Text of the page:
Vegan pie

Vegan pie – a migraine miracle made from mushroom, refried beans, onion, garlic and a dash of red wine. NaBloPoMo and migraines don’t play well together.


Sintra is roughly a 30 minute train ride from Lisbon. It has mountains, forests and castles. It has a high level of pretty. The pretty was not captured by my camera as my camera had met with an unfortunate falling off the table recharging accident. I hate those.

Pena Palace,Sintra one of the many palaces in Europe. It's fantastical and shows how pretty cement can be.

The walk to Quinta da Regaleira

Roughly translated "Vegans are more sexy"

One of the turrets at Quinta da Regaleira. Fun for the young at heart.

From inside a grotto at Quinta da Regaleira. We explored lots of dark underground passages and climbed out through a 25m deep well

Kitchener and Creature Comforts

1 January – 3 January

Kitchener. Small city. Brother and his friend cook excellent vegan food. Must gain mastery of the seitan. Dumplings, noodles, salads, good wine. Good coffee at Matter of Taste. See movie of True Grit. Good adaptation of Norwood’s book of same title.


22 December – 31 December 2010

In the interest of this travel blog catching up to some time remotely near the present I will enlist a listing strategy.

  • We caught Amtrak’s Airondrack to Montreal on the 22nd December. It was cheap, comfortable and long. I liked watching the climate get more and more icy.
  • It was snowing in Montreal.
  • We stayed at Auberge Espace Confort. The first night, after we had gone to bed, the fire alarm went off. There were no staff in the building. The fire brigade arrive. Our room, with all the electronic appliances unplugged and a lack of fire, was the culprit. We went back to sleep, safe and unburnt.
  • Walking through the Latin Quarter, the Old Quarter and the Old Port.
  • Ice-skating at the Old Port.
  • Extremely good meal at L’ Epicier in the Old Port. They accomodated vegan requirements without a reservation. The best creme brulee of my life.
  • Contrasted by the number of homeless people and mentally ill having to walk and walk all night in sub-zero temperatures. The lucky ones were in the ATM rooms and subway stations.
  • Christmas day in Trois Riviere with a Montreal family.
  • Moved in with S., a friend of my brother, who very graciously acted as our tour guide.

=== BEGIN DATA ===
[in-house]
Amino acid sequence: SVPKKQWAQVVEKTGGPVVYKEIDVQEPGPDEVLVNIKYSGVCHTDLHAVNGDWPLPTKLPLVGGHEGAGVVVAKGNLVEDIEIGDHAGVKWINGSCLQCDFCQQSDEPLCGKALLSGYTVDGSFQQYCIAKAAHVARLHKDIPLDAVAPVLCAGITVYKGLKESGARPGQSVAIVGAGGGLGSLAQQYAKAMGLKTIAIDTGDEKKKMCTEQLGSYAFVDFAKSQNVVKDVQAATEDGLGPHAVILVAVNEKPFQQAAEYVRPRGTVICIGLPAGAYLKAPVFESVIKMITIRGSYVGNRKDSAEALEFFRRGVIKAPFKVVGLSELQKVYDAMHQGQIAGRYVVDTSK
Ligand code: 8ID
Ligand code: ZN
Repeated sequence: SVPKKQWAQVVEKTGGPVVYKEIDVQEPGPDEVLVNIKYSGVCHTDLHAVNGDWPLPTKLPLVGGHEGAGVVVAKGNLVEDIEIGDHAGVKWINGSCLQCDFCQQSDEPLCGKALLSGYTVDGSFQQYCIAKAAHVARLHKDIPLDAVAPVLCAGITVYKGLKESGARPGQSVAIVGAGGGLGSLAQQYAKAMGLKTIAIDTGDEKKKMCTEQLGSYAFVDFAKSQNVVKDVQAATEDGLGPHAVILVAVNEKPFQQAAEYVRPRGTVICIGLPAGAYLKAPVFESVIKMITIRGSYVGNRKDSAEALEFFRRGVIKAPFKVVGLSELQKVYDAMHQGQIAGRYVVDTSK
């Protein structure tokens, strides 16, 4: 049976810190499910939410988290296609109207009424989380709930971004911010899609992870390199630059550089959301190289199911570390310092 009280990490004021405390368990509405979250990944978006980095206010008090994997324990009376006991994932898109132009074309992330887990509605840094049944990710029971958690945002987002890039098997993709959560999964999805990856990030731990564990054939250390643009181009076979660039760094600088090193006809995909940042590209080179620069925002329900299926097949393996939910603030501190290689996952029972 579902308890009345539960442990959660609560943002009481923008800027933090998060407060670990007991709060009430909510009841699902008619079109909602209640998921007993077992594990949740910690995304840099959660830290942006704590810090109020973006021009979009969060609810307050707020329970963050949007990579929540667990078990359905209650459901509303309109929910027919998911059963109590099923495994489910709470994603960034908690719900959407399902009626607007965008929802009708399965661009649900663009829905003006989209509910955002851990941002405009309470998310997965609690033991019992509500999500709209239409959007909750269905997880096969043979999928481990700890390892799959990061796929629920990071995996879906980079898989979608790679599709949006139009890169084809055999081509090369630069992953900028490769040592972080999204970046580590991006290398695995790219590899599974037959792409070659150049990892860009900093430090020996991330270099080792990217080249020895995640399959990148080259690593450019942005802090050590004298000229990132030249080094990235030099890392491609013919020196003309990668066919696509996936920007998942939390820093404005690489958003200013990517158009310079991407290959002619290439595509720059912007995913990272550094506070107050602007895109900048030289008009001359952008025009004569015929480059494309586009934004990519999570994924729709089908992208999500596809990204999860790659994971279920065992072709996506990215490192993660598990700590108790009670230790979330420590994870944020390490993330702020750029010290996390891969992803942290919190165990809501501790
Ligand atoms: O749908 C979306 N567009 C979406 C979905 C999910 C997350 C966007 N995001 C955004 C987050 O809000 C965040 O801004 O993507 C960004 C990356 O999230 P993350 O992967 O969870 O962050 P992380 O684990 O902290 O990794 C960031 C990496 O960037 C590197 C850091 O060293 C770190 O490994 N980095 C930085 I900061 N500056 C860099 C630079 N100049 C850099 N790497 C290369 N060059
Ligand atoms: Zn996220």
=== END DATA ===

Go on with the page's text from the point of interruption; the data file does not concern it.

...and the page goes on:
• The archaeology museum has an unusual method of incorporating First Nations into the history of Montreal for the 21st century. The level of ‘Hoorah’ left me somewhat uncomfortable.
  • Saw Black Swan. No surprises.
  • Mont Royal is pretty. Recommend the view over the city at nightime.
  • Otto Dix exhibition. Amazing art, bad exhibition space for that amount of people (not) moving through it. I wanted to punch someone after ten minutes of it and one of our party was physically stuck and unable to move for an hour.
  • Don’t eat at L’Avenue unless you like having lunch after four, waiting in line, doof doof music and waiters who are more interesting in chatting/feeling each other up than serving your meal.¬†We were also unfortunate in that one of our four meals was cold by the time it was served another rendered me queasy for 24 hours. For the love of god, go across the road to any of the other exceptionally good restaurants.
  • Strombolini excellent.
  • Blue Nile african restaurant also excellent.
  • So much good food and wine…
  • The Food Pyramid

    December 2010

    The quest for pyramids is hungry business. Fortunately there is a lot to eat in New York. There is so much to eat that the city of New York has had to enlist the entire population to eat it. The exact chain of food supply, distribution and waste management is not well understood. In 2010 Columbia University published a brief study trying to identify the basic elements of food supply for New York City. City Harvest collects 35,000kg of leftover food a day and redistributes it to New York’s hungry.

    Our contribution to consumption was modest. For those who appreciate vegan food, I recommend Ozu’s almond cream, azuki mousse, chocolate tofu pie and jasmine tea; Peacefood Cafe‘s peanut butter cheesecake, chocolate ganache, dumplings, soup and Daiya ‘cheese’; Wild Ginger‘s menu in general and; Quantum Leap’s Big Leap Burger. Happiness indeed for the vegan in New York City.

    In the non-vegan category and in general there were many many cheesecakes, cheeseburgers and cheap pizza slices of happiness. Good coffee was hard to find. Roasting Plant Coffee on 7th Avenue had some groovy pneumatic tube grinding and roasting contraption that resulted in tasty coffee. Ecopolis in Brooklyn on Smith Street was also above par. I didn’t partake but who can object to street stands selling milkshakes and cupcakes…

    Cupcakes outside the Metropolitan Museum of Art

    3 December 2010 – In transit to New York

    View over San Jose, California.

    We arrived in New York at 9pm on 3 December. We rode a shuttle bus to the International Student Center (the cheapest hostel in Manhattan) on 38 West 88 Street. A slight administrative error had resulted in our accommodation being booked for the 4th, not the 3rd. The slight administrative error may or may not have our reading of the calendar. The International Student Center graciously found us a reasonably priced bed at the Chelsea Star Hotel (302 W 30th Street). This hotel had narrow aluminum corridors with burgundy floor runners, yellow walls and brassy mirrors. It was loud. Some might say fun. The reasonable price was due to the lack of heating in the room. I checked for bed bugs. There were none. We got dinner at Amadeus Pizza across the road. The Hawaiian pizza was good and cheap. A homeless person got Matt’s mushroom burger as the mushroom burger comprised less of mushroom and more of beef. We walked passed Penn Station to Times Square at midnight. It was as loud, busy and garish as television suggested.